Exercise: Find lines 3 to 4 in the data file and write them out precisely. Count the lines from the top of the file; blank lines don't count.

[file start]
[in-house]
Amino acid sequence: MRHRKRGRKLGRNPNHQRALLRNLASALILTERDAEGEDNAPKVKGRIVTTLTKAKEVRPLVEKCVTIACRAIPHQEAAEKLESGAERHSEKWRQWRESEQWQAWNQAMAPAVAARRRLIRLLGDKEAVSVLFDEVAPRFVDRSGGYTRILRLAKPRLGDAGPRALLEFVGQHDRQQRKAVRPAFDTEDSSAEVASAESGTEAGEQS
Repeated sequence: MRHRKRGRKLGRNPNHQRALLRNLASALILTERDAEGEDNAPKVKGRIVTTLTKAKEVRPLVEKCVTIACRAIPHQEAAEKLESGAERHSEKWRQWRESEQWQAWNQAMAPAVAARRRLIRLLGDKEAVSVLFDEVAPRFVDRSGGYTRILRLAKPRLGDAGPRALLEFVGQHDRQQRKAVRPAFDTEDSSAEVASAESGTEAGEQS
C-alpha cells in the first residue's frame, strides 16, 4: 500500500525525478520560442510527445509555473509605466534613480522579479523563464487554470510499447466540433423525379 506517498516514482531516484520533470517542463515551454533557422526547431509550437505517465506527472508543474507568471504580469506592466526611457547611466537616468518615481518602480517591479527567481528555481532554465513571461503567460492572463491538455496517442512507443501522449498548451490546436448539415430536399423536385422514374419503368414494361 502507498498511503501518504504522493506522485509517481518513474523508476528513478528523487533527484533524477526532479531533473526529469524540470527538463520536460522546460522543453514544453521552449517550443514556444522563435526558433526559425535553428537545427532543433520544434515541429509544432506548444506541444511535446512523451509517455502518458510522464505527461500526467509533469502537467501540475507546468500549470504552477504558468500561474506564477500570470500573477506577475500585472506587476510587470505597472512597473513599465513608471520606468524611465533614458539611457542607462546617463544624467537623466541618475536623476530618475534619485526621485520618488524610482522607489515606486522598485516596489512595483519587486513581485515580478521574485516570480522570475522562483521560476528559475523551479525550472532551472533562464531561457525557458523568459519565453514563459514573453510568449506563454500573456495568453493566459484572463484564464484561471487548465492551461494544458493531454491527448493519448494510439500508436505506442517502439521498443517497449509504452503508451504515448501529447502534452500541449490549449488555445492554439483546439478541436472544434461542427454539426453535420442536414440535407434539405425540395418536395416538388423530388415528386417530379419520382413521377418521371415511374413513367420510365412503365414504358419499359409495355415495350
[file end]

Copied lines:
Repeated sequence: MRHRKRGRKLGRNPNHQRALLRNLASALILTERDAEGEDNAPKVKGRIVTTLTKAKEVRPLVEKCVTIACRAIPHQEAAEKLESGAERHSEKWRQWRESEQWQAWNQAMAPAVAARRRLIRLLGDKEAVSVLFDEVAPRFVDRSGGYTRILRLAKPRLGDAGPRALLEFVGQHDRQQRKAVRPAFDTEDSSAEVASAESGTEAGEQS
C-alpha cells in the first residue's frame, strides 16, 4: 500500500525525478520560442510527445509555473509605466534613480522579479523563464487554470510499447466540433423525379 506517498516514482531516484520533470517542463515551454533557422526547431509550437505517465506527472508543474507568471504580469506592466526611457547611466537616468518615481518602480517591479527567481528555481532554465513571461503567460492572463491538455496517442512507443501522449498548451490546436448539415430536399423536385422514374419503368414494361 502507498498511503501518504504522493506522485509517481518513474523508476528513478528523487533527484533524477526532479531533473526529469524540470527538463520536460522546460522543453514544453521552449517550443514556444522563435526558433526559425535553428537545427532543433520544434515541429509544432506548444506541444511535446512523451509517455502518458510522464505527461500526467509533469502537467501540475507546468500549470504552477504558468500561474506564477500570470500573477506577475500585472506587476510587470505597472512597473513599465513608471520606468524611465533614458539611457542607462546617463544624467537623466541618475536623476530618475534619485526621485520618488524610482522607489515606486522598485516596489512595483519587486513581485515580478521574485516570480522570475522562483521560476528559475523551479525550472532551472533562464531561457525557458523568459519565453514563459514573453510568449506563454500573456495568453493566459484572463484564464484561471487548465492551461494544458493531454491527448493519448494510439500508436505506442517502439521498443517497449509504452503508451504515448501529447502534452500541449490549449488555445492554439483546439478541436472544434461542427454539426453535420442536414440535407434539405425540395418536395416538388423530388415528386417530379419520382413521377418521371415511374413513367420510365412503365414504358419499359409495355415495350